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McBride v. Michigan Department of Corrections

United States District Court, E.D. Michigan, Southern Division

October 24, 2016

Mary Ann McBride, et al., Plaintiffs,
v.
Michigan Department of Corrections, et. al., Defendants.

          Magistrate Judge, David R. Grand

          ORDER ADOPTING MAGISTRATE JUDGE'S ORDER DENYING REQUEST FOR ORDER BY “INTERESTED PARTY” (DOC. #53)

          SEAN F. COX, U.S. DISTRICT JUDGE

         Plaintiffs, and Michigan state prisoners, Mary Ann McBride, Brian Stanley Wittman, and Ralph Williams (collectively “Plaintiffs”), filed this civil rights class action against multiple defendants, claiming that they have been discriminated against for being deaf or significantly hearing impaired. This Court has since referred all pretrial matters to Magistrate Judge David R. Grand pursuant to 28 U.S.C. 636(b)(1)(A) and (b)(1)(B). (Doc. #17).

         On August 1, 2016, Edward Donald Burley filed a “Notice of Interested Party.” (Doc. #53). In it, Burley advised that he is “an incarcerated person currently under the jurisdiction of the MDOC [the Michigan Department of Corrections], a hearing disabled prisoner without proper accommodations for [his] disability.” (Id. at 1). Burley further advised that he “currently [has] pending before this very [C]ourt litigation entitled Burley v. MDOC, et al[.], Case No. 2:16-cv-10712, Hon. Judge Steeh presiding over the action.” (Id.).

         Burley's Notice sought two things. First, he requested that the Court “officially take notice that [he] is an interested party in this civil litigation against the MDOC.” (Id. at 2). Second, he sought an order from the Court “directing the clerk to furnish [him] the entire court file, service of any and all further pleadings, motions, judgments, or other forms of legal filings within this Court relating to the McBride case.” (Id. at 2). Burley sought this information because the “evidence [already] discovered in this case may assist the Court in its judicial economy and prompt resolution of the issues” before the Court in Burley's case. (Id. at 1-2). No response to Burley's Notice was filed.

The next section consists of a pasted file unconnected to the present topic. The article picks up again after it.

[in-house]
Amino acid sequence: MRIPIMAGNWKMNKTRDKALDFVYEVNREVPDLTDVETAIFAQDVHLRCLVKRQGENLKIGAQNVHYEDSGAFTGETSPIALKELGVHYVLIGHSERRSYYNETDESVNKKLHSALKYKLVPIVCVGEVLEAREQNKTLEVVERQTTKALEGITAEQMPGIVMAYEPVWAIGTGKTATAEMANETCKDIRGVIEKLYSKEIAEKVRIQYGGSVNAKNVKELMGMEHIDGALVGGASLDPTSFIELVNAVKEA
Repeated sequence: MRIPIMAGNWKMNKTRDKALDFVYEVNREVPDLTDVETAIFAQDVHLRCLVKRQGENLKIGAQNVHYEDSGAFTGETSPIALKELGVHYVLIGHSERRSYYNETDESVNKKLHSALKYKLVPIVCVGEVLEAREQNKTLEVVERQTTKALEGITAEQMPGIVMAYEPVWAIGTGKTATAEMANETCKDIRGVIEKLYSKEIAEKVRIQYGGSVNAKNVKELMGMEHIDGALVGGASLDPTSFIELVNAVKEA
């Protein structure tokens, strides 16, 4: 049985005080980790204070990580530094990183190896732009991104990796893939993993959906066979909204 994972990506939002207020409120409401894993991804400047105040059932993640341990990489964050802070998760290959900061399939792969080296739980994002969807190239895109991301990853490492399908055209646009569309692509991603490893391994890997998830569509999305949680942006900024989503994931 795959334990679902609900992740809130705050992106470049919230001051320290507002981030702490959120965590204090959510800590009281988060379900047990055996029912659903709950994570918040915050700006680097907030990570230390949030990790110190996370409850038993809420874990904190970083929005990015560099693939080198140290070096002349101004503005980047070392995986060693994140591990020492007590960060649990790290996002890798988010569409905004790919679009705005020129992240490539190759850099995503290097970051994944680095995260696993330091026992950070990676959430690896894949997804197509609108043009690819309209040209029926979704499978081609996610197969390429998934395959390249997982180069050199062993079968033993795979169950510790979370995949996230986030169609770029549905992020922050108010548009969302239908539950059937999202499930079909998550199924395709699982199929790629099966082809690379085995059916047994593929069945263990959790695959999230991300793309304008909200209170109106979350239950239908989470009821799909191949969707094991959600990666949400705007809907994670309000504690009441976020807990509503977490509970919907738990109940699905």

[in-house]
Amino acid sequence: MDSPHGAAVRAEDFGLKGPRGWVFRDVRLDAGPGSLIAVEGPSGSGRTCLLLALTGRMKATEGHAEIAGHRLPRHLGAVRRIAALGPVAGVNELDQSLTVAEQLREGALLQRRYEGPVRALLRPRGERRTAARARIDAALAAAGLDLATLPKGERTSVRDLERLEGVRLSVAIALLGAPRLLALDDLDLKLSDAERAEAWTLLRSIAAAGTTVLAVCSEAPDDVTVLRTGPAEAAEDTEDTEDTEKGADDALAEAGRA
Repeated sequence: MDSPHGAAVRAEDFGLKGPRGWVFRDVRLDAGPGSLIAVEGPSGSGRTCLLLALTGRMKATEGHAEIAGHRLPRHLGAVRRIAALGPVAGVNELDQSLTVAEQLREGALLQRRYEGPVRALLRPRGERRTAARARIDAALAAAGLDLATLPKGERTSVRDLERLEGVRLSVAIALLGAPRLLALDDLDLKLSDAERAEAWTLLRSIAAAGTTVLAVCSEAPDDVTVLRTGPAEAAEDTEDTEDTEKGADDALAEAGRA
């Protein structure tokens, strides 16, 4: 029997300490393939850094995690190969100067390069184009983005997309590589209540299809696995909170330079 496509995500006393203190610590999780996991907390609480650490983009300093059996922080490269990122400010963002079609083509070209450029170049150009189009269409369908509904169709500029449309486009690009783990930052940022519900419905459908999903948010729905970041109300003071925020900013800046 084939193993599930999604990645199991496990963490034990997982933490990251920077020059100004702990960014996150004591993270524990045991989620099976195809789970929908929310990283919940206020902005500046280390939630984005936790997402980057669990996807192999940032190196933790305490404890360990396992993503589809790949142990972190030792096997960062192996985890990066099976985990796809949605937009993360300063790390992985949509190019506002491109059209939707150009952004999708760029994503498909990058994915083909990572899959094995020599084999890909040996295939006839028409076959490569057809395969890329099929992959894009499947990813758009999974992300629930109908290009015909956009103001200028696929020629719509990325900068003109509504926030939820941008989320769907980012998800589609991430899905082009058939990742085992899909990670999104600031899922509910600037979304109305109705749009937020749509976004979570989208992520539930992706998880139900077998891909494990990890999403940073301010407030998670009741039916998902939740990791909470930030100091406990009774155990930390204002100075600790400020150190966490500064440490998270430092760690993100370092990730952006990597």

On August 22, 2016, Magistrate Judge Grand entered an “Order Denying Request for Order by ‘Interested Party.'” (Doc. #54, MJ Order). Burley timely objected to the Magistrate Judge's Order on September 6, 2016. (Doc. #55, Burley's Objs.). The parties in this case have not responded to Burley's objection and the time to do so has passed.

         To the extent that any of Burley's objections actually constitute proper objections, the Court finds them to be without merit. The Court therefore ADOPTS Magistrate Judge Grand's “Order Denying Request for Order by ‘Interested Party.'” (Doc. #54).

         STANDARD OF REVIEW

         The Order at issue here addresses non-dispositive, pretrial matters and is therefore governed by Federal Rule of Civil Procedure 72(a). Pursuant to Rule 72(a), an objecting party must file objections to the Magistrate Judge's written order within fourteen (14) days after being served with a copy of the order. Fed.R.Civ.P. 72(a). Objections must “(A) specify the part of the order, proposed findings, recommendations, or report to which a person objects; and (B) state the basis for the objection.” E.D. Mich. LR 72.1(d).

         Objections are not “a second opportunity to present the argument already considered by the Magistrate Judge.” Betancourt v. Ace Ins. Co. of Puerto Rico, 313 F.Supp.2d 32, 34 (D.P.R. 2004). Moreover, the district court should not consider arguments that have not first been presented to the Magistrate Judge. See Stonecrest Partners, LLC v. Bank of Hampton Roads, 770 F.Supp.2d 778, 785 (E.D. N.C. 2011).

         “A Magistrate Judge's resolution of a non-dispositive pretrial matter should be modified or set aside on review by the district court only if it is clearly erroneous or contrary to law.” Colvin v. Martin, 2011 WL 318835, at *1 (W.D. Mich. Jan. 28, 2011) (citing Fed.R.Civ.P. 72(a)).

         ANALYSIS

         First, Burley argues that Magistrate Judge Grand “only adjudicated ruling on the relief, and not the actual request for the court to take judicial notice that Edward Donald Burley is an interested party.” (Burley's Objs. at Pg ID 980). Burley misapprehends the Magistrate Judge's Order. Magistrate Judge Grand did not “ignore” Burley's request to be deemed an “interested party.” The Order acknowledges the relief requested and essentially declines to take judicial notice of it. Burley's first objection has therefore failed to point to any specific deficiency in the Magistrate Judge's reasoning as to this point. Additionally, the Court finds that Magistrate Judge Grand's resolution of this issue was neither clearly erroneous nor contrary to law. Burley's first objection is overruled.

         Second, Burley takes issue with Magistrate Judge Grand's use of the word “says.” (Burley's Objs. at Pg ID 981). Specifically, when summarizing the facts outlined in Burley's Notice, the Magistrate Judge's Order notes that: “Burley says that he ‘currently [has] pending before this very [C]ourt litigation entitled Burley v. MDOC ...'” (MJ Order at 2). According to Burley, Magistrate Judge Grand's use of the word “says” “call[s] into question the validity of interested party Burley's contentions.” (Burley's Objs. at Pg ID 981). Again, Burley misapprehends the Magistrate Judge's Order. Magistrate Judge Grand does not question that ...


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